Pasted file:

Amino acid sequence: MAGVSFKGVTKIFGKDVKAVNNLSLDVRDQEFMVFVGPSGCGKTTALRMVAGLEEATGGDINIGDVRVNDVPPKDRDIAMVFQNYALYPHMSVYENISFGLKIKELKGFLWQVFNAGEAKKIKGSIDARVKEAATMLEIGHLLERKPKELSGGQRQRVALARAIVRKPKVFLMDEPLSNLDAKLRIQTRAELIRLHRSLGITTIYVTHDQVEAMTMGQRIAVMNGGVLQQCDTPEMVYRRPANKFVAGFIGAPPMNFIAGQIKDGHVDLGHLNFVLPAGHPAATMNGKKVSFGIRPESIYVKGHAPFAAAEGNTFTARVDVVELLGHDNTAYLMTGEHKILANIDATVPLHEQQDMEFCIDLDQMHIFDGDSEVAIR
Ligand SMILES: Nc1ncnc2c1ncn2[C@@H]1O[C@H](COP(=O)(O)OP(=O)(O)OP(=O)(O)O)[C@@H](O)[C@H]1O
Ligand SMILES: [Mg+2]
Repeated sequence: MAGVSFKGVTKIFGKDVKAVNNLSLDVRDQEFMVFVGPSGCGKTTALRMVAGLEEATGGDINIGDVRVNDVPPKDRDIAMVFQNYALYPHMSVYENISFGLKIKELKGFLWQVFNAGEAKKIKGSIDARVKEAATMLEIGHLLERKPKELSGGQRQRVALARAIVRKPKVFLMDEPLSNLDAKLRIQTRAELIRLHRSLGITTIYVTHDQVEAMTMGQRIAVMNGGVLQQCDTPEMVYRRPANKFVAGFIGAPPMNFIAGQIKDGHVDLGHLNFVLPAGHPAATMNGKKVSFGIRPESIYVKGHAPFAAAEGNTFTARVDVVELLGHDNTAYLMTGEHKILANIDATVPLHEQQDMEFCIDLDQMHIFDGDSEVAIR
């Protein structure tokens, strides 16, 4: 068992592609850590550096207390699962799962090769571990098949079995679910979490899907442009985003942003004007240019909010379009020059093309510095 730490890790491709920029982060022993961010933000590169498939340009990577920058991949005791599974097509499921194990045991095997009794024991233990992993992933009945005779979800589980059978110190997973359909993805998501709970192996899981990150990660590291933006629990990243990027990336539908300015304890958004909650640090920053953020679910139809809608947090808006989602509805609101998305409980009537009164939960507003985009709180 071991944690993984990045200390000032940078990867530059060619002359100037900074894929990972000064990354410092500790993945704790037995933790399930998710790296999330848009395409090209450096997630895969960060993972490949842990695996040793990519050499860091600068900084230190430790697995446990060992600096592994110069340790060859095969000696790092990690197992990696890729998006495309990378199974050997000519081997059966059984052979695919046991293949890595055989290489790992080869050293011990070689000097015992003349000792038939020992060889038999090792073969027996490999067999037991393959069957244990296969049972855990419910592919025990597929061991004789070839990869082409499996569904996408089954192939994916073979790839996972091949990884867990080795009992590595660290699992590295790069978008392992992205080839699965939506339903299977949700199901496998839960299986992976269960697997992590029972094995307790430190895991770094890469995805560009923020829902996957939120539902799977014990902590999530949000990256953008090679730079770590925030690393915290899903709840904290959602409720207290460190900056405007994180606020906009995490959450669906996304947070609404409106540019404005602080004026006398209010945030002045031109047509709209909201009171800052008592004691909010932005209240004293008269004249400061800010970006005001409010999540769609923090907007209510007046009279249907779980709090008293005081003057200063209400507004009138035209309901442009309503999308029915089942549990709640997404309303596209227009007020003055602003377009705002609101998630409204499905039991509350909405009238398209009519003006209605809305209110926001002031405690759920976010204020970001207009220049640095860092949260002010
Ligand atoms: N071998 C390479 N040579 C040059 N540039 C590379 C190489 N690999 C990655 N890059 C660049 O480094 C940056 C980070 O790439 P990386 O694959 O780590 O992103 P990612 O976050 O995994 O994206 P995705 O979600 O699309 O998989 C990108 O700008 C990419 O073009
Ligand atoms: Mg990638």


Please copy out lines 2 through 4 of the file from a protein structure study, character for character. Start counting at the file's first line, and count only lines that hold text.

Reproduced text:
Ligand SMILES: Nc1ncnc2c1ncn2[C@@H]1O[C@H](COP(=O)(O)OP(=O)(O)OP(=O)(O)O)[C@@H](O)[C@H]1O
Ligand SMILES: [Mg+2]
Repeated sequence: MAGVSFKGVTKIFGKDVKAVNNLSLDVRDQEFMVFVGPSGCGKTTALRMVAGLEEATGGDINIGDVRVNDVPPKDRDIAMVFQNYALYPHMSVYENISFGLKIKELKGFLWQVFNAGEAKKIKGSIDARVKEAATMLEIGHLLERKPKELSGGQRQRVALARAIVRKPKVFLMDEPLSNLDAKLRIQTRAELIRLHRSLGITTIYVTHDQVEAMTMGQRIAVMNGGVLQQCDTPEMVYRRPANKFVAGFIGAPPMNFIAGQIKDGHVDLGHLNFVLPAGHPAATMNGKKVSFGIRPESIYVKGHAPFAAAEGNTFTARVDVVELLGHDNTAYLMTGEHKILANIDATVPLHEQQDMEFCIDLDQMHIFDGDSEVAIR